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No Budget Deal in Congress Hours Before US Government Shutdown

Senate Majority Leader Harry Reid (D-Nevada) gestures while speaking with reporters on Capitol Hill in Washington, April 8, 2011, to discuss the budget impasse.

Senate Majority Leader Harry Reid (D-Nevada) gestures while speaking with reporters on Capitol Hill in Washington, April 8, 2011, to discuss the budget impasse.

Democratic and Republican lawmakers are blaming each other for the failure to agree on a 2011 budget to avert a government shut down.

White House and congressional staff members are still working feverishly to hammer out an agreement before midnight, when the shut down would go into effect.

A White House spokesman says President Obama has spoken to Democratic Senate Majority leader Harry Reid and Republican House Speaker John Boehner in separate phone conversations.

The president has summoned the two leaders to the White House four times in two days to try to reach agreement on government spending and avert a partial government shutdown.

With only a few hours left until the current budget resolution expires, Democrats and Republicans cannot even seem to agree on what remaining issues they still disagree on.

Speaking on the Senate floor, Democratic Majority leader Harry Reid said Republicans are insisting that there be no public health funding for Planned Parenthood, the nation's largest reproductive heath care provider, which provides abortion counseling.

"Republicans want to shut down our nation's government because they want to make it harder for women to get the health services they need," said Reid.

Planned Parenthood provides cancer screening and other health services to low income women.

Senator Reid targeted socially-conservative "Tea Party" Republicans as being mainly responsible for the current stalemate.

"But now, the Tea Party, among others, but they are the biggest push, is trying to move its extreme social agenda issues that have nothing to do with funding the government," he said. "They are willing, it appears, clearly, to throw women under the bus [sacrifice women's issues] even if it means they will shut down the government. Because that is where we are. That is the one issue that was remaining last night," said Reid.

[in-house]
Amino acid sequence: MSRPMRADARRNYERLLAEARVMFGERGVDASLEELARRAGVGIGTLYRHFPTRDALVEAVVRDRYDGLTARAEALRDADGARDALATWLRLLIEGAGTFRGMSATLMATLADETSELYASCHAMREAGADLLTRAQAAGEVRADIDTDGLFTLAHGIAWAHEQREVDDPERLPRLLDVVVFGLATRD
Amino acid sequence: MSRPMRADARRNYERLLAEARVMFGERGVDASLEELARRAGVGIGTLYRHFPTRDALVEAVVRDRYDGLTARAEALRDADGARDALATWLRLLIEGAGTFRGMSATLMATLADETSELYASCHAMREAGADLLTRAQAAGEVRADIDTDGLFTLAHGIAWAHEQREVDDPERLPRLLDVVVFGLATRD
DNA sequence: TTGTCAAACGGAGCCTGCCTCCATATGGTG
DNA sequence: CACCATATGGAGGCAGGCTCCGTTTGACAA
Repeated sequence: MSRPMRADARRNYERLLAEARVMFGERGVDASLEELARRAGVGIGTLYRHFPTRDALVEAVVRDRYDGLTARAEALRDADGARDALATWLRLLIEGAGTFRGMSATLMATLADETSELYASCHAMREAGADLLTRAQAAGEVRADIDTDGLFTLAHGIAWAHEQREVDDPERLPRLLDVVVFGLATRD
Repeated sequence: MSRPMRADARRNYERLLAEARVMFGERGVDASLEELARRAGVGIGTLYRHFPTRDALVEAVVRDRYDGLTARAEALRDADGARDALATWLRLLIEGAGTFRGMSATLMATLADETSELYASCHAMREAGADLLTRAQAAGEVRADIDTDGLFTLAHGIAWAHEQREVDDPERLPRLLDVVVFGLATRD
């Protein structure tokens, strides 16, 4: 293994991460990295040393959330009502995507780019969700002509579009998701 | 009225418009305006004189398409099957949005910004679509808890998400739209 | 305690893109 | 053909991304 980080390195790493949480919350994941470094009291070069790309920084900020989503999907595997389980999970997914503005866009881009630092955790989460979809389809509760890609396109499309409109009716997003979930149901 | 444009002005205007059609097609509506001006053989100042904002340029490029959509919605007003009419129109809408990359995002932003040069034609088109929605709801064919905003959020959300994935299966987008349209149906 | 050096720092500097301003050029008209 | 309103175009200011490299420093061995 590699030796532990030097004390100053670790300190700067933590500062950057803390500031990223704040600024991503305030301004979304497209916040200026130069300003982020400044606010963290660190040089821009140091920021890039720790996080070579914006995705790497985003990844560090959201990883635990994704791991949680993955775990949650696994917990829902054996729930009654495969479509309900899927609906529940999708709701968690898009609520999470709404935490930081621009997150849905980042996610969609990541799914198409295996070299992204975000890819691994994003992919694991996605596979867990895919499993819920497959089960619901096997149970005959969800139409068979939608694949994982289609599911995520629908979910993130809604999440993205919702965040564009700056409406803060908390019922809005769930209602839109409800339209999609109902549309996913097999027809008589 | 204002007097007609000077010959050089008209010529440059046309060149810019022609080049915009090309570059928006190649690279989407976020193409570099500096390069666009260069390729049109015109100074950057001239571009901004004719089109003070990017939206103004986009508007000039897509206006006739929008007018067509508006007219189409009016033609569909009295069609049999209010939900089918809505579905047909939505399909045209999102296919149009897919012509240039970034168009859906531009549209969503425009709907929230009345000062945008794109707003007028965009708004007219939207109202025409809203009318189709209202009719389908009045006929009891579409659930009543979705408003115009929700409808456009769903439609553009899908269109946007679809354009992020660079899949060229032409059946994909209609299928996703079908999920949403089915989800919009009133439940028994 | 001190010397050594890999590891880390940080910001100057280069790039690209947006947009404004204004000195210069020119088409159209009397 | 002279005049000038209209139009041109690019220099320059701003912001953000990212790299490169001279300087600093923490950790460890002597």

For his part, Republican House Speaker John Boehner denied that policy directives on social issues that Republicans have attached to the spending bill are the only sticking point.

"There is only one reason that we do not have an agreement as yet, and that issue is spending," said Boehner. "We are close to a resolution on the policy issues. But I think the American people deserve to know, when will the White House and when will Senate Democrats get serious about cutting spending?"

Boehner again called on the Democratic-controlled Senate to pass a stopgap, one-week spending bill that would require $12 billion in cuts that the Republican-controlled House passed Thursday. Reid has rejected it outright, and President Obama has said he would veto it.

With conflicting narratives on what the current fight is all about, the clock is running for a partial government shutdown.

If lawmakers fail to agree, some government services would be disrupted starting Saturday. About 800,000 of 1.9 million federal employees would be furloughed, and combat troops would not be paid until a budget is passed. President Obama has warned that a shutdown would hurt the country's economic recovery.

Some analysts say neither Democrats nor Republicans want to be viewed as the party that gave in on this budget fight, because even larger budget fights are still to come.

The current battle is over the 2011 fiscal budget, which only has six months left.

Once it is resolved, lawmakers will have to focus on the 2012 budget, and on a crucial vote to extend the national debt ceiling, expected sometime in the next couple of months.